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Long-tailed macaque
Macaca fascicularis


CITES: Appendix II (What is CITES?)
IUCN Red List: M. fascicularis: LC (What is Red List?)
Key: LC = Least concern
(Click on species name to see IUCN Red List entry, including detailed status assessment information.)


Threat: Invasive Alien Species

Though there are no data available for the effects of invasive alien species on long-tailed macaque conservation, the long-tailed macaque is itself an invasive alien species causing serious damage to parts of its range where it has been introduced and populations grow unchecked due to a lack of natural predators (Poirier & Smith 1974; Crockett pers. comm.). For example, the population of long-tailed macaques established on the island of Mauritius has created serious conservation concerns for other endemic species. With no natural predators on the island, the long-tailed macaque population has grown unchecked for almost a half century (Stanley 2003). They consume seeds of native plants and help spread exotic weeds throughout the forests, changing the composition of native forests, causing them to be quickly overrun by invasive plant species. They also have directly contributed to the near extinction of several bird species on Mauritius, including the Mauritian green parrot and the pink pigeon. Long-tailed macaques destroy the nests of these birds as they move through their home ranges and cause direct mortality by eating the eggs of these critically endangered species (Stanley 2003; Temple pers. comm.).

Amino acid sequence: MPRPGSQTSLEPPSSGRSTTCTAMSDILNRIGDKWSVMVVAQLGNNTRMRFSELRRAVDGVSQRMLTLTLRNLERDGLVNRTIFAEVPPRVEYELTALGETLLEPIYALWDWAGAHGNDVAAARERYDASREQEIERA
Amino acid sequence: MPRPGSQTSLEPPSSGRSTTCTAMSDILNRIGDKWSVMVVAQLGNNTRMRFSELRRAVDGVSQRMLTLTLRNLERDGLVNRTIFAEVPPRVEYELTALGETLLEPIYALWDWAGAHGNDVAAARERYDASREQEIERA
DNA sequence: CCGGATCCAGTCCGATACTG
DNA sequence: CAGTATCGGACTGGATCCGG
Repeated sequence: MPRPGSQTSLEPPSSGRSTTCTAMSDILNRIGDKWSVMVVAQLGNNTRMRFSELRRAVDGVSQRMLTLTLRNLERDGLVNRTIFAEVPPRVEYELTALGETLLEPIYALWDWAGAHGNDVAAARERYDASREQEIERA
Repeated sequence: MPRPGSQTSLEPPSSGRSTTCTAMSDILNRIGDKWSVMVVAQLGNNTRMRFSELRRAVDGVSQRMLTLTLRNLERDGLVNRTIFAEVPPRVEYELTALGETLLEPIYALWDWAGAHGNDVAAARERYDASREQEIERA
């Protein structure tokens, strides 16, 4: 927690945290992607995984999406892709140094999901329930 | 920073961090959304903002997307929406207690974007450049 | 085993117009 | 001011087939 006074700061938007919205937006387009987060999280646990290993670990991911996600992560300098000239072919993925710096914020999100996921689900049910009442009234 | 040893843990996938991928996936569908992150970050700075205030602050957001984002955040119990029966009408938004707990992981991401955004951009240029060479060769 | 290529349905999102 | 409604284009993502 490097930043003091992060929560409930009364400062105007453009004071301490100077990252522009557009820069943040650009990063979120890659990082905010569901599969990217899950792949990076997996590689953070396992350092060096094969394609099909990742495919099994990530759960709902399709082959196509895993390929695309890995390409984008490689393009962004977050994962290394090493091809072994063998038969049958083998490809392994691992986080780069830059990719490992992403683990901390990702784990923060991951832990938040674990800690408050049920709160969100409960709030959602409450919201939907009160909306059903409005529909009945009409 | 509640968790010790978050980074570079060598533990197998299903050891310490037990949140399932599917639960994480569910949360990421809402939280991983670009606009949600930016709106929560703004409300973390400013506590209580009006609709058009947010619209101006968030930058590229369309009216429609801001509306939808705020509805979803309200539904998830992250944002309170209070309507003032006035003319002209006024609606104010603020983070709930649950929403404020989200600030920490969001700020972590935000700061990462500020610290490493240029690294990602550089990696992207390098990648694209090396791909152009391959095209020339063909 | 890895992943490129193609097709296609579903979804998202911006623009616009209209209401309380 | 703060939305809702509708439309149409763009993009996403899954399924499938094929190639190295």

Threat: Persecution

Though they are not currently threatened, long-tailed macaques are subject to persecution where they come into contact with humans as crop raiders. They can be serious agricultural pests, raiding gardens and eating fruits including oranges, bananas, and coconuts as well as staple crops such as taro, sweet potatoes, rice, and cassava root. This relationship has probably been going on since human agriculture began in the range of long-tailed macaques. In response, humans often shoot the monkeys and can eliminate entire local populations (Wheatley et al. 1999).

Threat: Human Disturbance

Harvesting long-tailed macaques for biomedical research was once a serious threat to survival but this practice has largely ended (Supriatna et al. 1996). A natural habitat breeding colony in Indonesia was established in the 1980s in order to harvest from semi-wild, managed populations instead of natural populations (Kyes et al. 1998).





Content last modified: January 6, 2006

Written by Kristina Cawthon Lang. Reviewed by Carolyn Crockett.

Cite this page as:
Cawthon Lang KA. 2006 January 6. Primate Factsheets: Long-tailed macaque (Macaca fascicularis) Conservation . <>. Accessed 2020 April 4.